G.G de la Tourette
King Francis I
Rigault de Genouilly
Judith Cresson - First
Napoleon - Last days
Pierre-Louis-Charles Rigault de Genouilly (1807- 1873) - Born in Rochefort, Charente-Maritime. Nineteenth-century French admiral. CRIMEAN WAR - 1853, he took part in the bombardment of Odessa on 22 April 1854, one of the early naval actions of the Crimean War. Promoted rear admiral in 1854, he served with distinction in the siege of Sebastopol, where he was in command of the French marines (fusiliers-marins).
Second Opium War - In 1857 Rigault de Genouilly sailed aboard the frigate Némésis to join the naval armada assembled by Admiral Léonard Charner for the Second Opium War, and was placed in command of the French naval division. During the campaign he took part in the blockade of Macau and the capture of Canton. After this success he served at the capture of the Peiho forts and accompanied the Anglo-French expedition to Tientsin.
Vietnam War - Painting: The Capture of Saigon, 17 February 1859, a painting by Antoine Morel-Fatio (official French naval painter). - 1857 - in response to the execution of two Spanish missionaries by the Vietnamese emperor and the failure of a diplomatic mission, Rigault de Genouilly was authorised by the French emperor Napoleon III to launch a punitive expedition against Vietnam. In September 1858 a joint French and Spanish expedition under his command landed at Da Nang and captured the city. Then Rigault de Genouilly sailed south for Saigon with a powerful naval flotilla and a Franco-Spanish landing force. On 17 February 1859, after forcing the river defences and destroying a series of forts and stockades along the Saigon river, Rigault de Genouilly captured Saigon. He was the Minister for the French Navy under Napoleon III. He died in Barcelona in May 1873 aged 66 years.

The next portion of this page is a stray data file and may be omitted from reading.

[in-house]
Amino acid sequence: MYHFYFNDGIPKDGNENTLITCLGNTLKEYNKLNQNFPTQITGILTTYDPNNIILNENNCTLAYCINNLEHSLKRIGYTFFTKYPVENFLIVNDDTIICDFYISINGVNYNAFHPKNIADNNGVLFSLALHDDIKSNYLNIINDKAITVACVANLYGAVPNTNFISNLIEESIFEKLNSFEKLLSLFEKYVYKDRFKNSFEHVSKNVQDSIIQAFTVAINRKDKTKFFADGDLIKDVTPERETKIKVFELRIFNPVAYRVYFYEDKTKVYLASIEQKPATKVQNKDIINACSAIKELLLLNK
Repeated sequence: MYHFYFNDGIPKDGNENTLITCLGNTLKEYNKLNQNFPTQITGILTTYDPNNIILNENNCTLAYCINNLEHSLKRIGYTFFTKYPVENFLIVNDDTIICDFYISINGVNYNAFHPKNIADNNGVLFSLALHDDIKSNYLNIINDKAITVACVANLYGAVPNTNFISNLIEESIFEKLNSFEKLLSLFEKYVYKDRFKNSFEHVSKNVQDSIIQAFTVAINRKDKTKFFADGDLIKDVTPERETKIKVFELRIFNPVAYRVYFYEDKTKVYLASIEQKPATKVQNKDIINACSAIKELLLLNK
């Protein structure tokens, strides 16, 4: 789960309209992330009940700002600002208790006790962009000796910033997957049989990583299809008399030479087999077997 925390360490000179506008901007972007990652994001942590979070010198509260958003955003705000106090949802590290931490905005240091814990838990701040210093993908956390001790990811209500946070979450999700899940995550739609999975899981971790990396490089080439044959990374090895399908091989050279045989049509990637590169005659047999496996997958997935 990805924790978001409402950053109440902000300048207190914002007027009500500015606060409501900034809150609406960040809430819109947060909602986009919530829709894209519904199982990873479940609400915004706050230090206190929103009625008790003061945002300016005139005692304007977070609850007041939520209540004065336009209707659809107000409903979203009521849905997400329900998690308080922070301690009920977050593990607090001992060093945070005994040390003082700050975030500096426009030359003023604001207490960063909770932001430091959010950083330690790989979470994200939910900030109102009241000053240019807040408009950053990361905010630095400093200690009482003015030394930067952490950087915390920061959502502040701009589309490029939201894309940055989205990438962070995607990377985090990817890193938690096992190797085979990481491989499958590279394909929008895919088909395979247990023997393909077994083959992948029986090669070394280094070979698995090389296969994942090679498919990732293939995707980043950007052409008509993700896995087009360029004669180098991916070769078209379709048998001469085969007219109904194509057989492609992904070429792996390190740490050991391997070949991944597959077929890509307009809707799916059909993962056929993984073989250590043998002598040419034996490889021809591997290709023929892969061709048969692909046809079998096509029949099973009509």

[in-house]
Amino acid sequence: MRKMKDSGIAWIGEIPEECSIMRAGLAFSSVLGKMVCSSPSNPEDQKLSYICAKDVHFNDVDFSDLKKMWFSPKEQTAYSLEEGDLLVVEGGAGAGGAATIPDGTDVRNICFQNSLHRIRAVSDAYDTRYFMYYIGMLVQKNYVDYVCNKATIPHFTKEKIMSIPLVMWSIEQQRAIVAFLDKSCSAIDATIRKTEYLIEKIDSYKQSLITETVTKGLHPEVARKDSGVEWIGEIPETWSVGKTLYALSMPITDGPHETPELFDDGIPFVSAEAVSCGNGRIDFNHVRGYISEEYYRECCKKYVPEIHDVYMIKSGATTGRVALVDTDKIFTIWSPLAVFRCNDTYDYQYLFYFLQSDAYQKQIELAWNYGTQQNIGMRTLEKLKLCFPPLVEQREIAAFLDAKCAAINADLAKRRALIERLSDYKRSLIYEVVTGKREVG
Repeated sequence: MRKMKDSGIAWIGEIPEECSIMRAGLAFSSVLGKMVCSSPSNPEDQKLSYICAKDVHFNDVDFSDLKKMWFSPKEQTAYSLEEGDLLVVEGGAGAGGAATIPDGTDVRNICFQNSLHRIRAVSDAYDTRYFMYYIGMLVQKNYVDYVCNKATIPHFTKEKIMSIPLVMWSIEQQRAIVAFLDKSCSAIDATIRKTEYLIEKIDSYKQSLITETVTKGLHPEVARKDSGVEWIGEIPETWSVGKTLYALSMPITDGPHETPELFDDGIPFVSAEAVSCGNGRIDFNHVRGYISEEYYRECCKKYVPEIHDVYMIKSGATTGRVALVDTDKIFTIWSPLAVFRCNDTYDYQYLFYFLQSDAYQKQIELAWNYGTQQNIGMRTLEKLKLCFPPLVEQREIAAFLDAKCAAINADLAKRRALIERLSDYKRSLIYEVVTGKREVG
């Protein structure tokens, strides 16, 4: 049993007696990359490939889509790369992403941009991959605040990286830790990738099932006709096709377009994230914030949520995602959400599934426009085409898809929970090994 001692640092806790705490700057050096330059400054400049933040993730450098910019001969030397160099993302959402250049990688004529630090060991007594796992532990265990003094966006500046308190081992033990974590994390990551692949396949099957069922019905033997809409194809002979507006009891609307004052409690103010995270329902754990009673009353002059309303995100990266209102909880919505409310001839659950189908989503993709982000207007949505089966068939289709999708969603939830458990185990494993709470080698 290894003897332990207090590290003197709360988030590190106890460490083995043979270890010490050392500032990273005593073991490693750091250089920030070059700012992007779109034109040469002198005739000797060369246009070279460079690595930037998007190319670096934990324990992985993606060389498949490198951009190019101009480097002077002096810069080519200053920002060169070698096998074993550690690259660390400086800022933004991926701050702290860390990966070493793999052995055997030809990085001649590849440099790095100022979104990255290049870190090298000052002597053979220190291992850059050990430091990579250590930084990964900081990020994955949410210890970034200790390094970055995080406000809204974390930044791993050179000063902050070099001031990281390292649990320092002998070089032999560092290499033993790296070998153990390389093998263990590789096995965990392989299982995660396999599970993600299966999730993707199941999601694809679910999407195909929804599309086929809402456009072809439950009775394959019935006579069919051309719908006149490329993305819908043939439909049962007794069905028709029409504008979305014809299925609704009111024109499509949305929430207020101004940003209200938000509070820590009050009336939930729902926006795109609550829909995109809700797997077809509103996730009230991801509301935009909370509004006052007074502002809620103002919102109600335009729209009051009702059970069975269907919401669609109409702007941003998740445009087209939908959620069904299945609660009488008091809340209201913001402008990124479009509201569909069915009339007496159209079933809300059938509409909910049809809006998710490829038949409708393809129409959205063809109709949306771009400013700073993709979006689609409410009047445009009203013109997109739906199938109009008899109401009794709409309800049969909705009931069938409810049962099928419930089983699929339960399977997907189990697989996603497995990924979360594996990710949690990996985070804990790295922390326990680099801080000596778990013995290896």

Alain Marie Juppé (born 15 August 1945) Member of The Republicans political party and, although a popular candidate to the 2017 French Presidency but was ultimately defeated at the Républican Primary of 2016. Despite a long, rocky political career, Juppé has campaigned as an outsider, winning support from disappointed Sarkozy supporters, centrists and young voters who have no memory of his disastrous term as prime minister.